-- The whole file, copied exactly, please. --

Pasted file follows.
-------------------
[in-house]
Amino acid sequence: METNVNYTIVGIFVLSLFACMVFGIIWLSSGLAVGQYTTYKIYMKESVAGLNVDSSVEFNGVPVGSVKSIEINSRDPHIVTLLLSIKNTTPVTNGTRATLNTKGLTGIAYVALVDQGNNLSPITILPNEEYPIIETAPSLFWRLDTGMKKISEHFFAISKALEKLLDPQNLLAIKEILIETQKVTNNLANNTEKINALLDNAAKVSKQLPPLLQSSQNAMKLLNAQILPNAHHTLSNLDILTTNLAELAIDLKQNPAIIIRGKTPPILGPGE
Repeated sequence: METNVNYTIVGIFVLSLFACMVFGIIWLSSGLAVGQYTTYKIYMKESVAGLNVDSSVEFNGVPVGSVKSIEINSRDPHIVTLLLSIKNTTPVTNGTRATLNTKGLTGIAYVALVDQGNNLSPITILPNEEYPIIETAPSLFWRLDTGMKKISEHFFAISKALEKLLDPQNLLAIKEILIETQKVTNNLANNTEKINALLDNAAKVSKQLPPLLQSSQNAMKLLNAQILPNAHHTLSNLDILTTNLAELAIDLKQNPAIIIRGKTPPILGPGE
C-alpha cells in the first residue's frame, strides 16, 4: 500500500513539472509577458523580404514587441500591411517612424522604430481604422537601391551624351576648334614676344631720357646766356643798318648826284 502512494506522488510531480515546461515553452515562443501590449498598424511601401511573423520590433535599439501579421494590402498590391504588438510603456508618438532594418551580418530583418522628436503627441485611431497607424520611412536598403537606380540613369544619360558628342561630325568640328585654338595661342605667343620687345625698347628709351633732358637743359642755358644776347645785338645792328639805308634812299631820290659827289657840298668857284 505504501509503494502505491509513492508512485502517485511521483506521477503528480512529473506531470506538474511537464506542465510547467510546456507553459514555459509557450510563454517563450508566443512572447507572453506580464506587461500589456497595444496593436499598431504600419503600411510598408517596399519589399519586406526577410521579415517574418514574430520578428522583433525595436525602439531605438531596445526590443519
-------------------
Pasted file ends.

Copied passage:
[in-house]
Amino acid sequence: METNVNYTIVGIFVLSLFACMVFGIIWLSSGLAVGQYTTYKIYMKESVAGLNVDSSVEFNGVPVGSVKSIEINSRDPHIVTLLLSIKNTTPVTNGTRATLNTKGLTGIAYVALVDQGNNLSPITILPNEEYPIIETAPSLFWRLDTGMKKISEHFFAISKALEKLLDPQNLLAIKEILIETQKVTNNLANNTEKINALLDNAAKVSKQLPPLLQSSQNAMKLLNAQILPNAHHTLSNLDILTTNLAELAIDLKQNPAIIIRGKTPPILGPGE
Repeated sequence: METNVNYTIVGIFVLSLFACMVFGIIWLSSGLAVGQYTTYKIYMKESVAGLNVDSSVEFNGVPVGSVKSIEINSRDPHIVTLLLSIKNTTPVTNGTRATLNTKGLTGIAYVALVDQGNNLSPITILPNEEYPIIETAPSLFWRLDTGMKKISEHFFAISKALEKLLDPQNLLAIKEILIETQKVTNNLANNTEKINALLDNAAKVSKQLPPLLQSSQNAMKLLNAQILPNAHHTLSNLDILTTNLAELAIDLKQNPAIIIRGKTPPILGPGE
C-alpha cells in the first residue's frame, strides 16, 4: 500500500513539472509577458523580404514587441500591411517612424522604430481604422537601391551624351576648334614676344631720357646766356643798318648826284 502512494506522488510531480515546461515553452515562443501590449498598424511601401511573423520590433535599439501579421494590402498590391504588438510603456508618438532594418551580418530583418522628436503627441485611431497607424520611412536598403537606380540613369544619360558628342561630325568640328585654338595661342605667343620687345625698347628709351633732358637743359642755358644776347645785338645792328639805308634812299631820290659827289657840298668857284 505504501509503494502505491509513492508512485502517485511521483506521477503528480512529473506531470506538474511537464506542465510547467510546456507553459514555459509557450510563454517563450508566443512572447507572453506580464506587461500589456497595444496593436499598431504600419503600411510598408517596399519589399519586406526577410521579415517574418514574430520578428522583433525595436525602439531605438531596445526590443519